Triangle Strategy is a game title that when uttered without any context doesn’t give any indication of what it might be. It sounds like a placeholder working title, which isn’t far removed from when it was introduced as Project Triangle Strategy. But when game development is led by Tomoya Asano, producer of Octopath Traveler and Bravely Default, it could have just about any nonsensical name and RPG fans would put it on their radar. The game design seems to be more akin to Final Fantasy Tactics than the producer’s more-famous titles, but that might be even more reason why this title has piqued the interest of so many.
Triangle Strategy is a tale that takes place in the continent of Norzelia. The Saltiron War has ended over thirty years ago, which as the name implies was a war over the resources of salt and iron. A new conflict has arisen between the three countries of Glenbrook, Hyzante and Aesfrost. The player takes on the role of Serenoa Wolffort as he steps into a new leadership role as a union is made between him and Princess Frederica Aesfrost, moreso as a political move than out of love and romance. This union has goals to ease the political tension and strengthen their respective kingdoms of Glenbrook and Aesfrost, but the conflict continues to grow as Serenoa and his companions navigate their way through the war.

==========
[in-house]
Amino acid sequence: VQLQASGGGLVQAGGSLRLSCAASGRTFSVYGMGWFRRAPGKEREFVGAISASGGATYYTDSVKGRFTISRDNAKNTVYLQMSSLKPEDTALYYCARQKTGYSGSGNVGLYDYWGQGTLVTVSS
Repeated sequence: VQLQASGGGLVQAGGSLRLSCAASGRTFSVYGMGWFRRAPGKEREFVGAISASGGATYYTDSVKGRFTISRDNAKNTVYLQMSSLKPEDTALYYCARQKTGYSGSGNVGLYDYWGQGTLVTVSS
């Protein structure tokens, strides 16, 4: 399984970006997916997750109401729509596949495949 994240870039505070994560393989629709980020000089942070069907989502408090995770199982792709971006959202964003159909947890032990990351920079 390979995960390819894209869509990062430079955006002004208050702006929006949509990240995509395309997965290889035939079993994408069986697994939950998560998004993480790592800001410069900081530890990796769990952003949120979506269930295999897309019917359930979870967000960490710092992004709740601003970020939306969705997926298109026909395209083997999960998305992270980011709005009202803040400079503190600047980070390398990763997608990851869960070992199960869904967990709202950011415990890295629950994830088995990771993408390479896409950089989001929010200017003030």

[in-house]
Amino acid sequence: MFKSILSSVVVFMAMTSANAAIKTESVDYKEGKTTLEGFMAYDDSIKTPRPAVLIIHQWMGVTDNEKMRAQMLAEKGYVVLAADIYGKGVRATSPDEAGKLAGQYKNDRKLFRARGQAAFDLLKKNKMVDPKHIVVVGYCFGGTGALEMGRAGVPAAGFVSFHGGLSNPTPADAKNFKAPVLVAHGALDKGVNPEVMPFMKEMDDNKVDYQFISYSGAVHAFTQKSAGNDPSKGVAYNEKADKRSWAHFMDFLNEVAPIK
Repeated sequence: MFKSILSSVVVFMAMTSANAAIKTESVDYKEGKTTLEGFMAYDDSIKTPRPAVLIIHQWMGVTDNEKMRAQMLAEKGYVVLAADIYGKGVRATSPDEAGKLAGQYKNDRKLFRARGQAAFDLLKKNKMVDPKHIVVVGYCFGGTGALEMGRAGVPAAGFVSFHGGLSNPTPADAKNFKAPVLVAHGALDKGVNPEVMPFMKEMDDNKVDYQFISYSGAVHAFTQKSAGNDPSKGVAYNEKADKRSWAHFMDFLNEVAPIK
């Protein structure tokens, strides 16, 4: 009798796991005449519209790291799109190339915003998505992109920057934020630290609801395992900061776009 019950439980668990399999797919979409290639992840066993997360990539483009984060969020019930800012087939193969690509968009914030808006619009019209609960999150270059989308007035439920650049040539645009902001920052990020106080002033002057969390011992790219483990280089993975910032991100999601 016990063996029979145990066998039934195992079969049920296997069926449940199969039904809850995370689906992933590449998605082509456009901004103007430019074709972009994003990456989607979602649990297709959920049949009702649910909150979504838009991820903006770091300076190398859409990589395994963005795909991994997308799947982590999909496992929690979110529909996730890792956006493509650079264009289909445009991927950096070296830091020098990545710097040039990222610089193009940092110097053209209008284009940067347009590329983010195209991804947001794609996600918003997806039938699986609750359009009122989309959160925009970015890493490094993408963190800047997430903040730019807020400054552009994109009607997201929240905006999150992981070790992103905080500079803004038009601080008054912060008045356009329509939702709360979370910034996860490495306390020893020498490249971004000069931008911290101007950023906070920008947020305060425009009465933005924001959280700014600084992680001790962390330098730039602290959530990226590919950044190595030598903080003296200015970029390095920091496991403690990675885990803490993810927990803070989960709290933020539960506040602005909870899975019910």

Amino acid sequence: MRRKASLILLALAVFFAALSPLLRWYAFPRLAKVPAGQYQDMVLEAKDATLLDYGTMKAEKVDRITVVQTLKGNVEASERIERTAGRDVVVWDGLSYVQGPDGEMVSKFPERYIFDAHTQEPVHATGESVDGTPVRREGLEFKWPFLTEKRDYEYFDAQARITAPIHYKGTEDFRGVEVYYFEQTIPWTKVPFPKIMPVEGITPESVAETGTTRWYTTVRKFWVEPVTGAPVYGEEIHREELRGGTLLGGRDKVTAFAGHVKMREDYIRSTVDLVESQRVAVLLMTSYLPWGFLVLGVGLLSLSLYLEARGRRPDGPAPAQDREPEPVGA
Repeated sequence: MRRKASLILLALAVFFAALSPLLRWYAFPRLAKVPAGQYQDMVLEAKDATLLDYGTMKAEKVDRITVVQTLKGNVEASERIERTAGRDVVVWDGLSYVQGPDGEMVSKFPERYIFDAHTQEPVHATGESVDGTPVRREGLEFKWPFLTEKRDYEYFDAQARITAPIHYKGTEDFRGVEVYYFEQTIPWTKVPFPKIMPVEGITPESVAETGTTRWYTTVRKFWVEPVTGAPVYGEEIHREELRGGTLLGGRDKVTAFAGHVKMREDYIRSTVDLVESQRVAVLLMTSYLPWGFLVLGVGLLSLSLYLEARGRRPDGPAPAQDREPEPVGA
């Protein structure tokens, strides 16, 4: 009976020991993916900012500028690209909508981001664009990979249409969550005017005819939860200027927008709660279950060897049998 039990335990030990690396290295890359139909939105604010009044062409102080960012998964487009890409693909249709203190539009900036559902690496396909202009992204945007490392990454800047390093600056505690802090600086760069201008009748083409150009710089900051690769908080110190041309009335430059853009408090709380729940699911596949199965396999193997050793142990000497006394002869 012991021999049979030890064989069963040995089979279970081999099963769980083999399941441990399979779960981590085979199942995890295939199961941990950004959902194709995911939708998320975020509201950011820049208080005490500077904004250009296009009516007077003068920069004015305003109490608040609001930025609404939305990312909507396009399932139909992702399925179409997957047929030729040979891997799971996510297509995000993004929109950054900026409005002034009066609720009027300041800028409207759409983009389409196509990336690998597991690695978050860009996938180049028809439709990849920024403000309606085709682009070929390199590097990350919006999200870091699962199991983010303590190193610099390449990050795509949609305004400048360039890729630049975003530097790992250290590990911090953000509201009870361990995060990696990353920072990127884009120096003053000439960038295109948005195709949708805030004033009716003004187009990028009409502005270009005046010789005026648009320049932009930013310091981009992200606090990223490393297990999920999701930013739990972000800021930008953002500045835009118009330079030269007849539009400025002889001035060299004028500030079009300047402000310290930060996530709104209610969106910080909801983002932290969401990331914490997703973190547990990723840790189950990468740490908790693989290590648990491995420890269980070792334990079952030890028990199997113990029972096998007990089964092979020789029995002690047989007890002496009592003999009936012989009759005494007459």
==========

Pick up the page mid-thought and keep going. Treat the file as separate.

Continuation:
As is the case with most JRPGs, Triangle Strategy can be divided into combat and noncombat sections. Despite being one continent comprised of three countries the lore of this world is deep. Outside of battle Serenoa can explore freely in town while talking to NPCs to learn more about each character and their place in the world. Cutscenes and dialogue are a huge part of the game, and it isn’t a meritless argument to state that Triangle Strategy may be too long-winded in its frequent cutscenes. But that is the price to pay for a game that wants to weave a memorable and detailed story to create a world that demands to be explored and cared about. What’s considered right isn’t a simple matter of black or white but really various shades of grey as citizens of the different countries’ perspective aren’t simply about justice or malevolence, but about their perspective of where they fit into the world. This is a tricky narrative device and game mechanic to pull off, but it’s an area where this title excels.
Keep track of the branching of narrative and how Serenoa fits into everything is done through the Scales of Conviction. This is an invisible meter that keeps track of how Serenoa responds to different dialogue prompts with each choice strengthening his conviction of either Loyalty, Utility or Liberty. Serenoa can’t boss his compatriots around, but has to influence them by speaking to them in ways that are mindful of their perspective. Because the effects of Serenoa’s Conviction can’t be seen by any measurable graphic, it’s up to the player to gauge what the best course of dialogue is to achieve a desired effect based on the context clues from other character dialogue. This makes the interactions feel more organic, even if it’s still conversation through multiple choice. Different dialogue options all play into how Serenoa’s story unfolds which can lead to the story continuing in drastically-different directions. This adds a lot to the replay value as multiple playthroughs are the only way to experience every different possible scenario.